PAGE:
- January 17, 2022
The now infamous 2,000 pages in the federal health care reform bill probably seem like a pamphlet to Dr. Brian Kimbrell and Lynne Grief.
Consider: The duo compiled at least 8,000 pages of text, documents and statements in their yearlong effort to bring the first-ever hospital trauma center to Manatee and Sarasota counties. Then they lugged the binders back and forth from Bradenton to Tallahassee for a multitude of meetings, hearings and strategy sessions.
The undertaking, at least on an interim basis, was successful. Their hospital, Blake Medical Center in west Bradenton, opened a trauma center Nov. 19 under provisional approval from state officials.
Now, after six months, Blake has begun to receive feedback on the complicated, costly and controversial move to launch the trauma center. Trauma centers, which are notoriously difficult for making profits, are basically enhanced emergency rooms, only better equipped with more staff for the most severe medical situations. Margins are thin because a department like that is expensive to operate 24 hours a day, and patients are often not covered by insurance.
Nashville-based HCA owns Blake, one of more than 40 medical centers the publicly traded firm owns in Florida. “It was a decision we made very carefully,” Blake spokeswoman Stephanie Petta says. “There was a big risk involved. But once we knew this would save lives, how could we not do it?”
The Blake trauma center treated 536 patients from DeSoto, Manatee and Sarasota counties through June 9, a figure greater than hospital officials initially projected. Of the top three injuries treated, 38% have been falls, 18% were car crashes, and 14% were motorcycle crashes, according to hospital data.
Anecdotal feedback, moreover, has been positive: Validation comes both from patients and their families, who now have a closer option in a life-and-death emergency. Also, Blake officials say there has been a halo-like effect impacting other departments since the trauma center opened. “It has raised the level of care for everyone,” says Kimbrell.
Still, considerable opposition lingers from other nearby facilities that already have trauma centers, including Bayfront Medical Center in St. Petersburg, Tampa General Hospital and St. Joseph's Hospital in Tampa. Patients seen at Blake's trauma center would have previously been treated at those hospitals, or possibly in Lee County.
That's why Bayfront, TGH and St. Joseph's attempted to block Blake and HCA's trauma expansion statewide through a lawsuit filed last year, by claiming there wasn't a community need under state law. Shands Jacksonville Medical Center joined the suit, to stop HCA from operating a trauma center in Clay County. A Tallahassee judge sided with Bayfront and the other hospitals. But the state, which approved HCA's trauma centers, appealed the ruling. The case is pending.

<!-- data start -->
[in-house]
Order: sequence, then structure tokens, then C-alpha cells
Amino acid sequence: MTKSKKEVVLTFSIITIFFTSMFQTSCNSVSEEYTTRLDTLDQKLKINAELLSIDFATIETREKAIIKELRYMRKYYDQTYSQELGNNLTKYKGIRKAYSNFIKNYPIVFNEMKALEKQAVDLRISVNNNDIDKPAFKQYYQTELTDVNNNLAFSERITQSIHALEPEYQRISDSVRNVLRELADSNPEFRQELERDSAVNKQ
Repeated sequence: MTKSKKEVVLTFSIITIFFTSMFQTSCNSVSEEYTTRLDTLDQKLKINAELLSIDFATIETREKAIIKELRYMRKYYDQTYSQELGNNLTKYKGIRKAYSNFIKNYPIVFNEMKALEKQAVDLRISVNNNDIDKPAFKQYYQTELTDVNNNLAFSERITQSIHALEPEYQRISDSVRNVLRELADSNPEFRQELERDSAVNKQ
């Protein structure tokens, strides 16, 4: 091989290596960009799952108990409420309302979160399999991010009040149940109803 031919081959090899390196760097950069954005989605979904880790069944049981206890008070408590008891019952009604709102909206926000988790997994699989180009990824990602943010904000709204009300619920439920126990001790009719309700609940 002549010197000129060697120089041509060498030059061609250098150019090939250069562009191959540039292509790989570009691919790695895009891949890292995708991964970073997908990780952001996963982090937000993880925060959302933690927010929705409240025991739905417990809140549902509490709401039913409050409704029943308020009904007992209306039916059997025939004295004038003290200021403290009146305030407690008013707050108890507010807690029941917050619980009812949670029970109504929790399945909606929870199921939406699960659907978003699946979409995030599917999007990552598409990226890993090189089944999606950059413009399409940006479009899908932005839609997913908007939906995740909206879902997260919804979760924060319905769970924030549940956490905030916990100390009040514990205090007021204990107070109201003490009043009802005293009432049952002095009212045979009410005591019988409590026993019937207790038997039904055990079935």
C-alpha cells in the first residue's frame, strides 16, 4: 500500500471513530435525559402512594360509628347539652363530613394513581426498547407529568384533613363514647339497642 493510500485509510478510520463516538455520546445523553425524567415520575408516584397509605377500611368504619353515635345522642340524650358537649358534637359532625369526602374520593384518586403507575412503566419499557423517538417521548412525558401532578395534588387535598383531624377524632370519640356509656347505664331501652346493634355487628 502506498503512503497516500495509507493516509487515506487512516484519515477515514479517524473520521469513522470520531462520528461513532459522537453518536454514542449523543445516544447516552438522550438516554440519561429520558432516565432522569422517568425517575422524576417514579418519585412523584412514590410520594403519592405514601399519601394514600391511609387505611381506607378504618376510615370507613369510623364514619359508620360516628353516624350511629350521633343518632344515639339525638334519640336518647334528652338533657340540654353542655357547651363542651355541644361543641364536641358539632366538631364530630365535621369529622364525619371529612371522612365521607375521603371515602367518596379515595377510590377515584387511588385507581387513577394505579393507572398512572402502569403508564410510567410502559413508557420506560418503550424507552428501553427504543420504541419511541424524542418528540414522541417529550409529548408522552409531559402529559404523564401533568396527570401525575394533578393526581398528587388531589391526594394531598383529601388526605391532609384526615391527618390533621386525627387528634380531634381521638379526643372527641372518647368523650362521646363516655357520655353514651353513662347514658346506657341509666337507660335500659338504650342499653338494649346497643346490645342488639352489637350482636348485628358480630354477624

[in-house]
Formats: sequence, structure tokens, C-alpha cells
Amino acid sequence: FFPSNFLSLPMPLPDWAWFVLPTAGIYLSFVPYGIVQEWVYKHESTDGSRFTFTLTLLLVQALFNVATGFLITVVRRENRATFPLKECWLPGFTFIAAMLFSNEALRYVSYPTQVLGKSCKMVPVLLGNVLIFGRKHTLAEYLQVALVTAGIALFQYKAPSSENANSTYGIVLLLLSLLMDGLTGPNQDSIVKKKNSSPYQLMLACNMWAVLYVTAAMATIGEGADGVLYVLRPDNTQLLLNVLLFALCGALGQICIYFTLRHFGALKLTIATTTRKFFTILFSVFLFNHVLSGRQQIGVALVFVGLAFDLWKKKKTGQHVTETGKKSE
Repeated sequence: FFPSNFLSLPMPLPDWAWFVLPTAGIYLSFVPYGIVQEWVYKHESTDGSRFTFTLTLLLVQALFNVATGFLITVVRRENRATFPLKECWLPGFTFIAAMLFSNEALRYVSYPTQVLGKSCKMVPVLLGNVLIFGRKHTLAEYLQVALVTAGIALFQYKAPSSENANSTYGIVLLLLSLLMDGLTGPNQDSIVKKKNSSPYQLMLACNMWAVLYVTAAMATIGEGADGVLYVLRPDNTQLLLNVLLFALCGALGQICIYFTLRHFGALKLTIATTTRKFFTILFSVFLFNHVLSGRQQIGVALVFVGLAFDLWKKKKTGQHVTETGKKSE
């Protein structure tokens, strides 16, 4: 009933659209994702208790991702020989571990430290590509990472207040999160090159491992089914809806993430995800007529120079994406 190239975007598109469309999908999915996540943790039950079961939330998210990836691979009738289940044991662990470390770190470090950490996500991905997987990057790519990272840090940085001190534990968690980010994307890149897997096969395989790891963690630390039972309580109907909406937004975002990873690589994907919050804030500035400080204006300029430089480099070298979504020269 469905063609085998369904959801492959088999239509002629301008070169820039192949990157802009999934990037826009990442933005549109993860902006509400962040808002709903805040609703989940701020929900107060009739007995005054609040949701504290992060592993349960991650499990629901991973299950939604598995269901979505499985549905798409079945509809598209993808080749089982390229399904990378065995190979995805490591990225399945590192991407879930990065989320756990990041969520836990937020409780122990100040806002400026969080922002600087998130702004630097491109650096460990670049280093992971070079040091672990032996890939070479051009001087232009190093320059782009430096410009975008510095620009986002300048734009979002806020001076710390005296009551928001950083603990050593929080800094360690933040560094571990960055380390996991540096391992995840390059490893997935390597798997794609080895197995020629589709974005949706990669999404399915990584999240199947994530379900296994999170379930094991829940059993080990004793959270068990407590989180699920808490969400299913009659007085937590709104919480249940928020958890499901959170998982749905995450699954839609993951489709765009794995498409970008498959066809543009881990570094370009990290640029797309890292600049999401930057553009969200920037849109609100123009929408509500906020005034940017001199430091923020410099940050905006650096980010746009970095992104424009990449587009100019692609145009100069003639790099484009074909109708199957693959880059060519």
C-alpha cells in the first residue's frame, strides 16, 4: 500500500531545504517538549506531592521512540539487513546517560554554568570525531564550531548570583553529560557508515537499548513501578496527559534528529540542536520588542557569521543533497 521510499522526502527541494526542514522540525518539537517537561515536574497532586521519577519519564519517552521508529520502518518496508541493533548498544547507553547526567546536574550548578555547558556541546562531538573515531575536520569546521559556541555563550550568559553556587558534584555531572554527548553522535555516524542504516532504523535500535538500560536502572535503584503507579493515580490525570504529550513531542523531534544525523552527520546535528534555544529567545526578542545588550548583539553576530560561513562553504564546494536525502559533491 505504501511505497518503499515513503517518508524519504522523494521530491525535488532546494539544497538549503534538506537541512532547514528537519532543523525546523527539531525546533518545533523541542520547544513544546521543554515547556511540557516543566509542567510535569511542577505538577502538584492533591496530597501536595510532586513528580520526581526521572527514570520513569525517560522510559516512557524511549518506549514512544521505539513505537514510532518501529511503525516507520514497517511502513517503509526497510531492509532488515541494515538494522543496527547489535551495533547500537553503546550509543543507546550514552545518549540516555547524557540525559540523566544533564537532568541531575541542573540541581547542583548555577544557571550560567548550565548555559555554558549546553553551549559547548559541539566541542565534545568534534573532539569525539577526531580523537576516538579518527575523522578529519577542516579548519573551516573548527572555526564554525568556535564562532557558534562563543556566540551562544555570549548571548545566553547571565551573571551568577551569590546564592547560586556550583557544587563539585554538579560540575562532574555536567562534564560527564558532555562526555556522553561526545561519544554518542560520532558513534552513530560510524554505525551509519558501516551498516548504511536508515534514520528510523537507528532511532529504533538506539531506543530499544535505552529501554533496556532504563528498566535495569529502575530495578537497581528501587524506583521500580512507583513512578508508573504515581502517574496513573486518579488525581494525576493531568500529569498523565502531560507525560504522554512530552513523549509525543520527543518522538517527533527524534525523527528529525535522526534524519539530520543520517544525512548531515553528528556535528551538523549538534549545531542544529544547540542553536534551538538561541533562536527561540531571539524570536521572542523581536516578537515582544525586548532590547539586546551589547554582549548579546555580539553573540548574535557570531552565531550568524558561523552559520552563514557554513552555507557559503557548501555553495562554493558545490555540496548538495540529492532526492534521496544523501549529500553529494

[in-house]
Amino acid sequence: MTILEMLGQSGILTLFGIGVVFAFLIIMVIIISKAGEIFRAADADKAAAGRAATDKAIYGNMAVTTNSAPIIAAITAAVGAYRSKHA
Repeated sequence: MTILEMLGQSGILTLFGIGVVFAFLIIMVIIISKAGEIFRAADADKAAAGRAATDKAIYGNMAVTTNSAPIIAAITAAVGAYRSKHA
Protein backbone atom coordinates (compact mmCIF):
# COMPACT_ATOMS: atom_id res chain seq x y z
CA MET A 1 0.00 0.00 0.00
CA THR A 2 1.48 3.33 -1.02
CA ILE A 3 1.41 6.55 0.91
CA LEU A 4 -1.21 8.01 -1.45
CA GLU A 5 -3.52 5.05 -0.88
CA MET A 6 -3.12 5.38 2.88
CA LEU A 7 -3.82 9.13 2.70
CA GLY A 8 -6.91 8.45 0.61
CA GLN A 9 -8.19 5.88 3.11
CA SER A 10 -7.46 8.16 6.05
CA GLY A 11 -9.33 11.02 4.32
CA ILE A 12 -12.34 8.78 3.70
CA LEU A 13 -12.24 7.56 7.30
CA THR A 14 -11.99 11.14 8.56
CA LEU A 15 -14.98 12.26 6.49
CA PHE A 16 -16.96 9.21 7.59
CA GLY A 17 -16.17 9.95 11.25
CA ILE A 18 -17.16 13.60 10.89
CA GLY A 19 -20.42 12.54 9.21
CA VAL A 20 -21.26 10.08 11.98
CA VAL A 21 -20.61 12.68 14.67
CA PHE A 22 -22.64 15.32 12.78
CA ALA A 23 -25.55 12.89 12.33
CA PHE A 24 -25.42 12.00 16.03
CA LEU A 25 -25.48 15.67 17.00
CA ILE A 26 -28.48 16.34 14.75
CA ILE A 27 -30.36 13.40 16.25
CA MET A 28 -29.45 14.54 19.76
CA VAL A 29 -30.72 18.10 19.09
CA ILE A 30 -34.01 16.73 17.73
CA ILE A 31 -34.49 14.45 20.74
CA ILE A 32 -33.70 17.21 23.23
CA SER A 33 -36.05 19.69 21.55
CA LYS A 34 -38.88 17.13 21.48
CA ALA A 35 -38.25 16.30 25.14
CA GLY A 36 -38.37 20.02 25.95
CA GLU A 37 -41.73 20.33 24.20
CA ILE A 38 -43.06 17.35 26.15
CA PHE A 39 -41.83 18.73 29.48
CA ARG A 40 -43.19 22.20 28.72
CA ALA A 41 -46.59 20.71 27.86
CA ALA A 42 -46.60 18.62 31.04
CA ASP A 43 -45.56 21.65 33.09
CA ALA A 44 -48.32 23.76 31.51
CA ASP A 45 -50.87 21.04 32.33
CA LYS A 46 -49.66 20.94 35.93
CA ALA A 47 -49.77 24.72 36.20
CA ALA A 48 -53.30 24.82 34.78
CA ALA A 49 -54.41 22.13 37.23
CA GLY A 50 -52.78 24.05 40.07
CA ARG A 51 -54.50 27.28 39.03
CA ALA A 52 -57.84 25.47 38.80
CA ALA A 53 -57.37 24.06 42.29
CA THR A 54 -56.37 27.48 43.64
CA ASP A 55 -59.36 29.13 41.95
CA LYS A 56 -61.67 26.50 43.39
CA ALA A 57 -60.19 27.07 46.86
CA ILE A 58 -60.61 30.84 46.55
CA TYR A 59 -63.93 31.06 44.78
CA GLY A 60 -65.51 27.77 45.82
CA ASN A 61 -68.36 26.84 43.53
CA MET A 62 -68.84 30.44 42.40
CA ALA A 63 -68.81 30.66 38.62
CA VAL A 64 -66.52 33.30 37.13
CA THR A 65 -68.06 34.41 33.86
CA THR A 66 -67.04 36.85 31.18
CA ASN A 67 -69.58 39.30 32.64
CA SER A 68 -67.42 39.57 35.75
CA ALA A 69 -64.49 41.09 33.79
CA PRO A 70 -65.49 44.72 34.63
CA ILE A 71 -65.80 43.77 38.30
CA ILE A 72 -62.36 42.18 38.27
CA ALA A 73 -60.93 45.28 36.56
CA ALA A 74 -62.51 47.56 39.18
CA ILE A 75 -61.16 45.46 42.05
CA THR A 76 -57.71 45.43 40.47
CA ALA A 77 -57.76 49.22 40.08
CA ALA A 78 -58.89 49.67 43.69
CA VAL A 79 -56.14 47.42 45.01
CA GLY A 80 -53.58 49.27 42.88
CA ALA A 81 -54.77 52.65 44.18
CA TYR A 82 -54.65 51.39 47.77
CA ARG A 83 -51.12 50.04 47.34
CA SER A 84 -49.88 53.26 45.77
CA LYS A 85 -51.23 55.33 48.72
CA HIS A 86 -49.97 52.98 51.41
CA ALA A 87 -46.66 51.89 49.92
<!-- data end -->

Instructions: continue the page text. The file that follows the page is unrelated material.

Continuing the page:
While the case plays out, Blake officials and medical personnel continue to refine the trauma center. The process to open the trauma center began in September 2009, when Blake filed a letter of intent with the Florida Health Department.
Blake executives say the need was clear. For example, the trauma region where Blake operates had the fifth-highest mortality rate for traumatic brain injury in the state in 2008, according to health department data. The region also had the seventh-highest rate for falls and the eighth-highest rate for injuries related to vehicle crashes.
The next big step came in August 2010, when the hospital hired Kimbrell from a leadership position at a trauma center in Oxnard, Calif., outside Los Angeles. Grief, a registered nurse who ran the emergency room at Sarasota Memorial Hospital for six years, teamed up with Kimbrell in 2011, when Blake named her vice president of trauma services.
Kimbrell and Grief are two of about 25 employees Blake hired for the trauma center. Positions include six operating room nurses; five emergency room nurses; and four trauma surgeons. Says Grief: “It's a real challenge to take something from the ground up and build it the way you like it.”
Blake also launched a $2.5 million project to make the hospital trauma center ready. Work included building two trauma resuscitation rooms connected by a trauma command center at the existing emergency room. The hospital also built a new ramp and a second helicopter landing spot.
In addition to construction, Blake invested money in training, recruiting and setting up trauma center protocols. Plus, the hospital, in conjunction with HCA, signed a six-year agreement to share staffing and clinical expertise with Tampa-based USF Health.
Blake's provisional trauma center status could be lifted by the end of this year or early next year, hospital officials say. Petta and other hospital executives, meanwhile, remain steadfast that the trauma move was the right one. “There was a need in this community for that kind of service,” says Petta. “It made sense to pursue this.”
A trauma hospital offers enhanced emergency room care, in addition to access to a team of specialized medical professionals. The Florida Health Department's Office of Trauma monitors trauma centers and the regions where hospitals can operate one. The centers are broken down into Level I, Level II and pediatric trauma. Designations depend on a variety of factors, including services and personnel.